Inaugural Bayfront Jazz Festival aims to help ‘bring back joy’
Groundbreaking pianist Chucho Valdés says he has been keeping busy during the pandemic by composing, performing online, and teaching young students through his academy. (Photo courtesy of OCP Photography Miami)
With the weather turning balmy and the world slowly beginning to open up again during the COVID-19 pandemic, International Jazz Day on April 30 couldn’t come at a better time.
Especially in Miami, where the inaugural Bayfront Jazz Festival will celebrate this truly American form of music this weekend.
The two-day concert, on Friday-Saturday, April 30-May 1, at the FPL Solar Amphitheater at Bayfront Park, aims to help “bring back joy” after more than a year of forced cultural isolation, according to organizers.
“That was the inspiration,” says Manuel Molina, who along with partner Amos Rozenberg makes up Melrose Media, which is hosting the festival. “Miami is one of the first cities to open, having small concerts with limited audiences, and the city has been wanting to revitalize downtown. Also, the weather is great, and it was not that complicated to convince great artists to come here.”
Of course, the live-music scene is far from all the way back to normal. The 10,000-seat amphitheater can allow only 15 percent capacity for the festival, which adds up to 1,500 socially distanced patrons per day (the concert is also available through livestream video). And yes, masks are mandatory, except while eating or drinking.
“We hope that now, step by step, this [festival] is the first initiative, and we will be able to increase in size and bring more people for the next event that we are programming,” says Molina. “Hopefully, at one point everybody will feel much more comfortable, and be vaccinated, and we’ll drop those masks.”
The festival’s lineup would be stellar by any standard, but it seems even more so for jazz fans who have been starved for live music. Friday night kicks off with jazz-funk vibraphonist Roy Ayers (whose groovy, laid-back 1976 standard “Everybody Loves the Sunshine” suits the Magic City well) and his quintet, followed by legendary Cuban pianist, bandleader and composer Chucho Valdés and his quartet.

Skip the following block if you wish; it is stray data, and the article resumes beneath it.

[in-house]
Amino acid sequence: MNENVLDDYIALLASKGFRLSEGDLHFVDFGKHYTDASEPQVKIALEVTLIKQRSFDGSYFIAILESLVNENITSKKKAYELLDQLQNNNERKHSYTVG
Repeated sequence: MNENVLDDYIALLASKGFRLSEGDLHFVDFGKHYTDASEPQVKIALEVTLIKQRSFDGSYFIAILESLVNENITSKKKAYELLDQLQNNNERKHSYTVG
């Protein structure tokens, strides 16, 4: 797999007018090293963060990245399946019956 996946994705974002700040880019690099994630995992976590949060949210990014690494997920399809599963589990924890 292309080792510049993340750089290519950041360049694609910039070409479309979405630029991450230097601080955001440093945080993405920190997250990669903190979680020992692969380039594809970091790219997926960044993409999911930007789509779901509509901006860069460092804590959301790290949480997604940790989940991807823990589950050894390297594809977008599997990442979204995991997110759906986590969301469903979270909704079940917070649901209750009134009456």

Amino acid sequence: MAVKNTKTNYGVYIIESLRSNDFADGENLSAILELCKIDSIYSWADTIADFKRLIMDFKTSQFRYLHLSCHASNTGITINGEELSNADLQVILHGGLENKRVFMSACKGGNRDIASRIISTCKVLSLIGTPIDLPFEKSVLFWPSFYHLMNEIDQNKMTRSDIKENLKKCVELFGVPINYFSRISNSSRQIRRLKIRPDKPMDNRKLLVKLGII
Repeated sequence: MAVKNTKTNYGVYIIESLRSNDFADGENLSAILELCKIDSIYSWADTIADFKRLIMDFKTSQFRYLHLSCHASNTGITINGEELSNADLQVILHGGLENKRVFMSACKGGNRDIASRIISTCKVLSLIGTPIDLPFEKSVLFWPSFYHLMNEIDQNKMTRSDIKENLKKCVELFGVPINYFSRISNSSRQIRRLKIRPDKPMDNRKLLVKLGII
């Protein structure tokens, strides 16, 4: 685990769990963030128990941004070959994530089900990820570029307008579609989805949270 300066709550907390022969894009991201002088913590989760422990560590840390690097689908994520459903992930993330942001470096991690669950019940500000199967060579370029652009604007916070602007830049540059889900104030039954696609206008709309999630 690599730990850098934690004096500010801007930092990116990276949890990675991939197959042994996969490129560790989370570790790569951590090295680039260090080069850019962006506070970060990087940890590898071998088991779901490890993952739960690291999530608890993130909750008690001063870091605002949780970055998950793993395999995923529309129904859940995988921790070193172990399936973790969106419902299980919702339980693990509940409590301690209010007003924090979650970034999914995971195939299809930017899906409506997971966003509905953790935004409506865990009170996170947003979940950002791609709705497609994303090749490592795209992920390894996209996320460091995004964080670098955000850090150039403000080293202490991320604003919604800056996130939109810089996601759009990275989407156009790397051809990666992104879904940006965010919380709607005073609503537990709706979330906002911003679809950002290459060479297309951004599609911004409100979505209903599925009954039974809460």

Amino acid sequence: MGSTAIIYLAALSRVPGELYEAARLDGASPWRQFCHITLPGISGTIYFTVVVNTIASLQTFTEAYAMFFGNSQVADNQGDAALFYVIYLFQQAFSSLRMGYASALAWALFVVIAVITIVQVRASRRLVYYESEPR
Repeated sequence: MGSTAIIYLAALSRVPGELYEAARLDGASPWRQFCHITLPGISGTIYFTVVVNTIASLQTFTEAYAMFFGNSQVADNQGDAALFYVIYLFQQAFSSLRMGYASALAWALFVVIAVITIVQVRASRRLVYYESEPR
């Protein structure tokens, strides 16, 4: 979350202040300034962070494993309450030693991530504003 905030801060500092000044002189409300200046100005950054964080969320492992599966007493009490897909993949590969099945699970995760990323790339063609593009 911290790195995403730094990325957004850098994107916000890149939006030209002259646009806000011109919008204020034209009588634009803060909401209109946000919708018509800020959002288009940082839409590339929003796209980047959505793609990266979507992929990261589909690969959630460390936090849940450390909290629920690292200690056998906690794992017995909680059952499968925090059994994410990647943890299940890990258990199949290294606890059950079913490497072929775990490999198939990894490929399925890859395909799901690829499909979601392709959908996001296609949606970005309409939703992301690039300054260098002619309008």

Saturday offers a slightly different vibe, with jazz drummer Mark Guiliana laying down adventurous electronic sounds in the late-afternoon sunshine with his Grammy-nominated ensemble Beat Music! Later, the renowned Cuban duo of pianist Gonzalo Rubalcaba and vocalist Aymée Nuviola (“La Sonera del Mundo”) take the stage fresh off their 2020 release, “Viento y Tiempo,” recorded live at Blue Note Tokyo. The festival closes with a bluesy bang with Tony- and Grammy-winning jazz vocalist Dee Dee Bridgewater and the eight-piece Memphis Soulphony.
The hugely influential and groundbreaking pianist Valdés – best known for co-founding the Orquesta Cubana de Música Moderna in 1967 and the Afro-Cuban jazz group Irakere in 1973 – has been keeping busy during the pandemic by composing, performing online, and teaching young students through his academy. But nothing beats performing in front of a crowd, and the Miami resident is itching to get onstage for the first time since December 2019.
“It will be the first concert I will do during the pandemic for a live audience,” says Valdés, now 79, who is also well-known for being the son of legendary pianist and bandleader Bebo Valdés. “I’m really happy to celebrate, as every year, the International Jazz Day, and it can’t be in a better place than Bayfront Park for the sound and the beauty. For me, [Jazz Day] is a really important day for all the musicians that play that genre. The first Jazz Day I performed was at the White House in 2016, and in 2017 it was in Havana, and I also was part of it.”
The music of Valdés’ group Irakere, whose many innovations included blending complex Afro-Cuban percussion and rhythms with traditional jazz, isn’t a great fit for a quartet and therefore won’t be part of his set, which will run about 75 minutes. (“But if the audience asks for more music, of course we will play longer,” he says).
Still, to Valdés, Irakere’s legacy continues to resonate today.
“We never thought it was going to be a success, but we knew we were breaking some barriers and creating new sounds with great musicians with a lot of possibilities,” he reflects. “And as a result, Irakere was a starting point of the Cuban music that we are listening to today. Today, all the musicians recognize that the music changed after this band. They talk about a ‘before’ and ‘after’ Irakere.”
Not surprisingly, Valdés’ musical foundation began with the teachings of his father, Bebo.
“I learned from him the jazz, the Afro-Cuban and the orchestration,” he recalls. “And when I turned 15, I started to be the pianist of his orchestra. When he had a recording session, I played the piano and he was the conductor. In that way, he showed me how to develop myself into the background of an orchestra under the conduction of a maestro.”
Although Valdés will turn 80 on Oct. 9, he possesses the creative energy of a man decades younger.
“There is still a lot to learn, and I have a lot of ideas to develop,” he says. “Right now, I just finished composing a suite in four movements. The premiere will be in November here in Miami, and then we’ll present it in Europe and then back to the rest of the U.S. I’m also creating music for the future with new musical concerns that I have. That’s what keeps me focused.”
WHAT: Bayfront Jazz Festival
WHEN: 7:30 p.m. April 30 and 4:30 p.m. May 1
WHERE: FPL Solar Amphitheater at Bayfront Park, 301 N. Biscayne Blvd., Miami; livestream available on mobile, desktop, tablets, Apple TV and Roku TV
COST: $55.25-$195.25 per day for in-person performances; $15 for one-day livestream pass and $25 for two-day pass